Background. The occurrence of clonal hematopoiesis increases with age and is associated with increased risk of hematologic malignancies (Jaiswal et al, NEJM 2014). Recent work identified pre-leukemic mutations in DNMT3A, ASXL1 and TET2 in AML that persist in remission and are not associated with survival (Jongen-Lavrencic et al. NEJM 2018). NPM1 mutation (NPM1mut) identifies a WHO AML entity which accounts for ~30% of all AML and is associated with younger age. Mutant DNMT3A was shown to be the most frequent co-mutation in NPM1mut AML, which is counterintuitive given its known increase with age. We aimed to dissect the age association of known co-mutations in NPM1mut AML vs wild type NPM1 (NPM1wt) AML in a large cohort.

Methods. Between 2005 and 2018, 9010 patients (pts) were diagnosed with AML by cytomorphology at our institution. For 6990/9010 pts (78%) NPM1 was studied at diagnosis by gene scan analysis, melting curve analysis or next-generation sequencing (NGS, NPM1 testing performed: NPM1p). Samples were sequenced for AML-related genes, including: ASXL1, DNMT3A, TET2, IDH1/2, WT1, FLT3, NRAS, PTPN11, SF3B1, SRSF2, TP53, CEBPA, RUNX1. At least two genes other than NPM1 were sequenced in 6872/6990 (98%) cases. FLT3-ITD was analyzed by gene scan in 6851/6990 (98%) pts. For 6488/6990 NPM1p pts (93%), chromosome banding analysis (CBA) was performed. The NPM1p cohort did not differ from the whole AML cohort nor from the general AML population in terms of age distribution (z-score comparison). Differences across age groups were evaluated by chi-square testing and. ANOVA tests were applied on continuous variables.

Results. In the NPM1p cohort, 2097/6990 pts (30%) were NPM1mut. As expected, NPM1mut was more common in younger pts (<60 yrs, 37%) compared to older pts (27%, odds ratio, OR=1.5, p<0.0001). NPM1 mutational frequency peaked in the age group from 30 to 59 years (yrs, 38%), it was significantly lower in younger (20-29 yrs, 18%, p<0.0001) and older pts (60-79 yrs, 28% and >80 yrs 21%, p<0.0001). The most commonly co-mutated genes were: DNMT3A (47%), FLT3-ITD (41%), TET2 (23%) and IDH2 (only R140, 18%), in line with previous reports (Ivey et al. NEJM 2016).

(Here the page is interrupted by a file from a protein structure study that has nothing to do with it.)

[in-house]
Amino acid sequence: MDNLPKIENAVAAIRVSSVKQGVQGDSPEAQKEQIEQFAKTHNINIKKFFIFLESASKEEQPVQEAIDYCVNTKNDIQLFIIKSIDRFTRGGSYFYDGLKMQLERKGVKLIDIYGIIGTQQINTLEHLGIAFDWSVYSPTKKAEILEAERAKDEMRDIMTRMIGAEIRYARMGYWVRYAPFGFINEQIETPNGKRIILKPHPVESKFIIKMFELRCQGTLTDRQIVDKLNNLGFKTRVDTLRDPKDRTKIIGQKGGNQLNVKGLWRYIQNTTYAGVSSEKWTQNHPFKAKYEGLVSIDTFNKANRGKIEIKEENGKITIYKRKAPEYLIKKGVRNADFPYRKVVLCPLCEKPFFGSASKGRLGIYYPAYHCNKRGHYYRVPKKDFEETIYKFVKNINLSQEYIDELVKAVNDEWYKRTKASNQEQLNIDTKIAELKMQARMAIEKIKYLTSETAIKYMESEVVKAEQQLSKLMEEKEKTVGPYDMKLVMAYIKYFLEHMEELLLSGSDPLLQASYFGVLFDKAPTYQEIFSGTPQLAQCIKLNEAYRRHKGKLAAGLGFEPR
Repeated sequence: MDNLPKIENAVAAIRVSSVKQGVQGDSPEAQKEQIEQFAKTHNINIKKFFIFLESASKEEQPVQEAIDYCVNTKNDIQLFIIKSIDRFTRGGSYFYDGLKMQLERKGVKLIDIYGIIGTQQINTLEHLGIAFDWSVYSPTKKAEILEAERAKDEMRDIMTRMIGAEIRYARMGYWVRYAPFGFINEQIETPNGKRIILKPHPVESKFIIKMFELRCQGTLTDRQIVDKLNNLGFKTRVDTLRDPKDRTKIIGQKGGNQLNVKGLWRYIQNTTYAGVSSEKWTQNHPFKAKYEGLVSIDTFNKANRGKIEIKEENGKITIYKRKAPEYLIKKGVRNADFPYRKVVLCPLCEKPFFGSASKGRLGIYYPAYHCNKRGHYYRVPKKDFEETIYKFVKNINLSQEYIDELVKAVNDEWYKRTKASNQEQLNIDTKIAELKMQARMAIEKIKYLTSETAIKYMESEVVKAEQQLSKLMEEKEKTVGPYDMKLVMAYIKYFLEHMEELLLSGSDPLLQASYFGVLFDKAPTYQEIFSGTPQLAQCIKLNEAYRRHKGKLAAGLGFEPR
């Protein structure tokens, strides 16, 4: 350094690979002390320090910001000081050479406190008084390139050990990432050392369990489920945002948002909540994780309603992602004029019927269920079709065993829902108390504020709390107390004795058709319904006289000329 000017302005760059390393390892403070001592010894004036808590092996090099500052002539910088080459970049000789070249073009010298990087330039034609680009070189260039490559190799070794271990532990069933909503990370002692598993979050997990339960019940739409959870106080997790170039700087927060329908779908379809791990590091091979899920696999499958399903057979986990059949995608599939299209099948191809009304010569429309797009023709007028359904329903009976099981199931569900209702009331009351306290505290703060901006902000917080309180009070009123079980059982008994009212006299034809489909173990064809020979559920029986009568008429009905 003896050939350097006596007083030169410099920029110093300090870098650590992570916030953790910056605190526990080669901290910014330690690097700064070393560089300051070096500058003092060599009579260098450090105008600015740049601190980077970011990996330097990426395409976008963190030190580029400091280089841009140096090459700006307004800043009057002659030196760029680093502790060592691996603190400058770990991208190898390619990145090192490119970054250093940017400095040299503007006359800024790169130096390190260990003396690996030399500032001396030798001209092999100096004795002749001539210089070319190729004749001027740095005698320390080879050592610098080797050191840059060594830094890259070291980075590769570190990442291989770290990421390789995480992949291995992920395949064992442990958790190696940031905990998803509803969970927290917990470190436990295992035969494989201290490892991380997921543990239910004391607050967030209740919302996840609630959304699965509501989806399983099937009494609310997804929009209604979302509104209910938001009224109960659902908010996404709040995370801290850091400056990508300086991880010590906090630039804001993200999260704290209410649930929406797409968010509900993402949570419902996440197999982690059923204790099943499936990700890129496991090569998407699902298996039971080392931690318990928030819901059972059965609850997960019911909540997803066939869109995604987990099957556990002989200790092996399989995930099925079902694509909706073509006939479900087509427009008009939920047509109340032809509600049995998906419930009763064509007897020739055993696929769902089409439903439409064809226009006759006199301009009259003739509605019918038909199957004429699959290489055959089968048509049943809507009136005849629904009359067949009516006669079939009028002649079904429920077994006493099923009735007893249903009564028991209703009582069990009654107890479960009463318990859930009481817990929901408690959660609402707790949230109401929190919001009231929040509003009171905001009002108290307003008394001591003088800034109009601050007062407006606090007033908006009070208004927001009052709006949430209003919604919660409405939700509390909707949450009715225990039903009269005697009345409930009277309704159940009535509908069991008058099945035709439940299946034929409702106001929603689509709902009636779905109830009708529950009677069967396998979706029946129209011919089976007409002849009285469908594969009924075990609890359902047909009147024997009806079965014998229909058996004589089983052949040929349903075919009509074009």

As expected, the common CHIP-related genes ASXL1 and TET2 were more frequently mutated in pts ≥60 yrs vs <60 yrs (ASXL1: 4% vs 0.5%, OR= 8.3, p=0.001; TET2: 29% vs 16%, OR=2.1, p<0.0001). Interestingly, DNMT3A mutations were significantly more frequent in younger pts (52% vs 43%, OR=1.5, p<0.0001). Regarding mutation subtypes, DNMT3A-R882 was more frequent than non-R882 in younger pts compared to the older ones (68% of all DNMT3A+ cases in <60 yrs vs 50% in ≥60 yrs, OR=2, p<0.0001). The mean age at diagnosis was 58 yrs (range: 22-86 yrs) for R882 vs 63.3 yrs (26-88 yrs) for non-R882 (p<0.0001). Other gene mutations associated with younger age included: WT1 (9% vs 2%, OR=4, p<0.0001), NRAS (16% vs 11%, OR=1.5, p=0.04) and PTPN11 (11 vs 1%, OR= 8.5, p=0.024).

To determine the clonal structure, we compared the variant allele frequency (VAF) of NPM1 and DNMT3A±5%, 131/164 (80%) had a DNMT3A VAF higher than NPM1 and only 3 (2%) a DNMT3A VAF lower than NPM1. This suggests that DNMT3A is the first hit and NPM1mut is acquired during clonal evolution in the majority of cases. VAF clonal relationships were constant across age groups.

For 1904/2097 NPM1mut pts with available CBA analysis (91%), 250/1904 (13%) had an aberrant karyotype which was significantly associated with older age in NPM1mut AML (8% in 20-29 yrs old pts vs 20% in ≥80 yrs old pts, p<0.0001; age <60yrs: 10% vs age ≥60 yrs: 15%, p=0.0043).

As a control, we analyzed the age dependency of mutations in NPM1wt AML pts (4893/6990): ASXL1, TET2, DNMT3A (both R882 and non-R882), IDH1 and IDH2R140 mutations increased continuously with age, while FLT3-ITD was more frequent in young pts (16% vs 9%, p<0.0001).

Conclusion. In a large AML cohort, prototypic CHIP mutations such as ASXL1 and TET2 increase with age regardless of NPM1 status, whereas in NPM1mut AML mutated DNMT3A was a phenomenon of the younger patient (essentially due to the R882 subtype). VAF comparison indicates that DNMT3A is a pre-leukemic mutation in NPM1mut AML and thus represents the first hit in NPM1mut AML pathogenesis. We conclude that NPM1mut/DNMT3Amut double mutated AML could represent a distinct biologic entity which needs further investigation.


Cappelli:MLL Munich Leukemia Laboratory: Employment. Meggendorfer:MLL Munich Leukemia Laboratory: Employment. Dicker:MLL Munich Leukemia Laboratory: Employment. Jeromin:MLL Munich Leukemia Laboratory: Employment. Hutter:MLL Munich Leukemia Laboratory: Employment. Kern:MLL Munich Leukemia Laboratory: Employment, Equity Ownership. Haferlach:MLL Munich Leukemia Laboratory: Employment, Equity Ownership. Haferlach:MLL Munich Leukemia Laboratory: Employment, Equity Ownership. Höllein:MLL Munich Leukemia Laboratory: Employment.

Author notes


Asterisk with author names denotes non-ASH members.